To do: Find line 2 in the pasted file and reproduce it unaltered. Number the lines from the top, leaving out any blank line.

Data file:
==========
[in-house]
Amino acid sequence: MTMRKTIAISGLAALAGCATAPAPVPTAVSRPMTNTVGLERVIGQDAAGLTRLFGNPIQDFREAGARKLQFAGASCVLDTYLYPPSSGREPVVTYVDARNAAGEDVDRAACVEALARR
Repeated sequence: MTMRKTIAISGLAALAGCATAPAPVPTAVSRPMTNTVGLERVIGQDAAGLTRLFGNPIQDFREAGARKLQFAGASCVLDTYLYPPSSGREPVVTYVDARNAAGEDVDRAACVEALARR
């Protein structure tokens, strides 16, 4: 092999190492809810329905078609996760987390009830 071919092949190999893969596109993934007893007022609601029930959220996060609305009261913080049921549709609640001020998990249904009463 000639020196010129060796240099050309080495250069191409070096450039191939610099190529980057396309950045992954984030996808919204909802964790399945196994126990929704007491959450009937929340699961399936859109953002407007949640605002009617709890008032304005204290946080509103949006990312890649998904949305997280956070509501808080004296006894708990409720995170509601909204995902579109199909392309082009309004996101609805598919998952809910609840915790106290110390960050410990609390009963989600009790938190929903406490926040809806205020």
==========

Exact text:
Amino acid sequence: MTMRKTIAISGLAALAGCATAPAPVPTAVSRPMTNTVGLERVIGQDAAGLTRLFGNPIQDFREAGARKLQFAGASCVLDTYLYPPSSGREPVVTYVDARNAAGEDVDRAACVEALARR